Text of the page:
Monday, September 20, 2010
Most Famous DNF in History
It was called the Marathon of Hope. It was never about Terry Fox, as he said endlessly. It was about declaring war on the Bastard Cancer that was eating away at his body, destroying him at an accelerating rate while he had barely reached adulthood. Terry Fox was on a mission to rally his fellow citizens to join in his war. He knew that he would likely die. He also knew that he wanted to prevent this terrible destruction from being visited on others. He asked that every Canadian donate one dollar toward cancer research.
So Terry hit the road, determined to run across one of the biggest countries on earth. Through initial public indifference, bone jarring exhausting miles, and near defeat, he persisted. Would he have given up if a large corporate donation hadn't arrived? Maybe. But that didn't happen. What did happen was that Terry Fox's dream began to take shape. The public caught on; they were fascinated by this guy who didn't bother to cover his prosthetic leg, who was ruggedly handsome and unerringly intense in his focussed message. The war took shape and continues to be raged today, seemingly unstoppable.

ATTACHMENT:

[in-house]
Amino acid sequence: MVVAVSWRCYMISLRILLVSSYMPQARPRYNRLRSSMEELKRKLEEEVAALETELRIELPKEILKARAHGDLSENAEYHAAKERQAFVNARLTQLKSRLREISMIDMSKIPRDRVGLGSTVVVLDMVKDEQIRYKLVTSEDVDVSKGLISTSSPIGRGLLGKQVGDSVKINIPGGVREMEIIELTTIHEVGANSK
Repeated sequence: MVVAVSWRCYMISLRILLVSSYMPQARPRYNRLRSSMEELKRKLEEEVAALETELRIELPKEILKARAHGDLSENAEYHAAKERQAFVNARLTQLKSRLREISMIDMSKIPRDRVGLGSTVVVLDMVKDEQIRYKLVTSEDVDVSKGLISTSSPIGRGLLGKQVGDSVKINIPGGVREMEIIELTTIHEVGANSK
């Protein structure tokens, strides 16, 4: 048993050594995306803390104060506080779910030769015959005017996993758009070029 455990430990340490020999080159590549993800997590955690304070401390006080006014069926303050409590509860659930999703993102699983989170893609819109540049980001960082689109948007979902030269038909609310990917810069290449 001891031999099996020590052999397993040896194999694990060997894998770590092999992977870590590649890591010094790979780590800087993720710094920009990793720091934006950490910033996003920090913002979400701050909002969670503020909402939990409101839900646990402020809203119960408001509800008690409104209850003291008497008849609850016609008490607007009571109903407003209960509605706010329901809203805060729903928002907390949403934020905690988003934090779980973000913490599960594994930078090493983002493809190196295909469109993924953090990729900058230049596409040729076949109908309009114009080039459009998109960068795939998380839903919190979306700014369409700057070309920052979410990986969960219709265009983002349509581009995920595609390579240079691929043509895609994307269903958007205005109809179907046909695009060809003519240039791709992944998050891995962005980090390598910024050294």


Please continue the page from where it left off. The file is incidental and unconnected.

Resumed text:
Terry Fox only got about halfway across Canada before the cancer spread to his lungs and stopped him for good. He didn't finish his race. What he did do was set in motion a campaign that has, to date, raised more than half a billion dollars. The Terry Fox Foundation has contributed to some incredible advances in the fight against cancer; untold thousands of people are alive today as a direct result of the dollars raised by Terry Fox's legions of runners.
On Sunday, September 19, 2010 I went to the local Cambridge Terry Fox Run. I put a couple of "In Memory of" stickers on my new commemorative tshirt, one for my father and one for my mother-in-law, both of whom died of cancer. I was one of 210 runners of all ages, shapes and sizes, 60 more than showed up last year. The man ahead of me at registration proudly took his sticker to add to his Terry Fox certificate; he had run every Terry Fox run since they started. I overheard another man telling his little daughter that this was how she would change the world, that she was changing the world that day.
This little band of 210 warriors did something important on Sunday, 30 years after Terry Fox began his campaign. For many of us it was a very personal vendetta. It was a very satisfactory battle in a war that is gradually being won, one runner at a time.